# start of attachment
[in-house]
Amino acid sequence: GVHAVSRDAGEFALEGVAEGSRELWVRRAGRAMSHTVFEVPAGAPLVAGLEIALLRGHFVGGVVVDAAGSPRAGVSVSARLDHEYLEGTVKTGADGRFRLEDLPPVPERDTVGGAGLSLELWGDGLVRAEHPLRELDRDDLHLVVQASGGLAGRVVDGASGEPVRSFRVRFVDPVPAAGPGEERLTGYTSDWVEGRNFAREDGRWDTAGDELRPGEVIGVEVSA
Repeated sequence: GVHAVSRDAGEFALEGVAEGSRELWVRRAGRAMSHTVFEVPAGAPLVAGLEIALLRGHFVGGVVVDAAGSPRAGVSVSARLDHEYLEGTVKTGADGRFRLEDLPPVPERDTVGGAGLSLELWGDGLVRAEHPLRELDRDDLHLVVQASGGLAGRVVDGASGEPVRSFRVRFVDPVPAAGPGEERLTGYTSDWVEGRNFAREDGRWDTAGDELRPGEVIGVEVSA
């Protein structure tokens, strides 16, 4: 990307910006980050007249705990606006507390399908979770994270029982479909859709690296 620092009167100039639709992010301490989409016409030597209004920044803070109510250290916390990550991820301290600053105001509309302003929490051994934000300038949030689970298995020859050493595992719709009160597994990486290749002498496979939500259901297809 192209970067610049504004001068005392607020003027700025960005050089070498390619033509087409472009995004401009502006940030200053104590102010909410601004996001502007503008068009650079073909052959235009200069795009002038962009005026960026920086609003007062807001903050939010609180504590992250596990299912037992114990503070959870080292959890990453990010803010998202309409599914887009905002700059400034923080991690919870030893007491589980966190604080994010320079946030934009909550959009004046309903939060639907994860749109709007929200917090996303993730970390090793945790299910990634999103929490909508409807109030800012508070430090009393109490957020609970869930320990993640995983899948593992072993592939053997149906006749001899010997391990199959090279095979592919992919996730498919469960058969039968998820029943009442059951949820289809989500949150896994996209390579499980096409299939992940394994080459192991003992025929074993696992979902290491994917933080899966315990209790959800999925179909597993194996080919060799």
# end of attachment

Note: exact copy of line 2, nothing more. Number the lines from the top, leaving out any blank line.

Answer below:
Amino acid sequence: GVHAVSRDAGEFALEGVAEGSRELWVRRAGRAMSHTVFEVPAGAPLVAGLEIALLRGHFVGGVVVDAAGSPRAGVSVSARLDHEYLEGTVKTGADGRFRLEDLPPVPERDTVGGAGLSLELWGDGLVRAEHPLRELDRDDLHLVVQASGGLAGRVVDGASGEPVRSFRVRFVDPVPAAGPGEERLTGYTSDWVEGRNFAREDGRWDTAGDELRPGEVIGVEVSA